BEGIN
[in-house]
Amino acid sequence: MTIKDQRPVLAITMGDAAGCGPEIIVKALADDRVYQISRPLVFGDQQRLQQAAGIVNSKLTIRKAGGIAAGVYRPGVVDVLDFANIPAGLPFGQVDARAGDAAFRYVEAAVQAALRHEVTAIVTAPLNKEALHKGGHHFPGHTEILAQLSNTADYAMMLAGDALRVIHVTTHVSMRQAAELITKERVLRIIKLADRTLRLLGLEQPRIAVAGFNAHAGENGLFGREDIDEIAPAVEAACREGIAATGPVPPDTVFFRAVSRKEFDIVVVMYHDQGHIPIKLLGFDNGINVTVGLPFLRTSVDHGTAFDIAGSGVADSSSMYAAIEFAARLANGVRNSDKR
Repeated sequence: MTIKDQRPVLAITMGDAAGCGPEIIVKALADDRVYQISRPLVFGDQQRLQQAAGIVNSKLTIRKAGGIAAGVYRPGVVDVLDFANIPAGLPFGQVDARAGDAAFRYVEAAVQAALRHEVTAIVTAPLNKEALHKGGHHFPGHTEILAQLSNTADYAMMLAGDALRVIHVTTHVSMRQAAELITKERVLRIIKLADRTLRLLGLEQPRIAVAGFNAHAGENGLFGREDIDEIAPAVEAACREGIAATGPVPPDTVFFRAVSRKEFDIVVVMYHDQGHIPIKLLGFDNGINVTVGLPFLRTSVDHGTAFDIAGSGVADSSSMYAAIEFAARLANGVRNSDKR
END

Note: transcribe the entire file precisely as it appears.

[in-house]
Amino acid sequence: MTIKDQRPVLAITMGDAAGCGPEIIVKALADDRVYQISRPLVFGDQQRLQQAAGIVNSKLTIRKAGGIAAGVYRPGVVDVLDFANIPAGLPFGQVDARAGDAAFRYVEAAVQAALRHEVTAIVTAPLNKEALHKGGHHFPGHTEILAQLSNTADYAMMLAGDALRVIHVTTHVSMRQAAELITKERVLRIIKLADRTLRLLGLEQPRIAVAGFNAHAGENGLFGREDIDEIAPAVEAACREGIAATGPVPPDTVFFRAVSRKEFDIVVVMYHDQGHIPIKLLGFDNGINVTVGLPFLRTSVDHGTAFDIAGSGVADSSSMYAAIEFAARLANGVRNSDKR
Repeated sequence: MTIKDQRPVLAITMGDAAGCGPEIIVKALADDRVYQISRPLVFGDQQRLQQAAGIVNSKLTIRKAGGIAAGVYRPGVVDVLDFANIPAGLPFGQVDARAGDAAFRYVEAAVQAALRHEVTAIVTAPLNKEALHKGGHHFPGHTEILAQLSNTADYAMMLAGDALRVIHVTTHVSMRQAAELITKERVLRIIKLADRTLRLLGLEQPRIAVAGFNAHAGENGLFGREDIDEIAPAVEAACREGIAATGPVPPDTVFFRAVSRKEFDIVVVMYHDQGHIPIKLLGFDNGINVTVGLPFLRTSVDHGTAFDIAGSGVADSSSMYAAIEFAARLANGVRNSDKR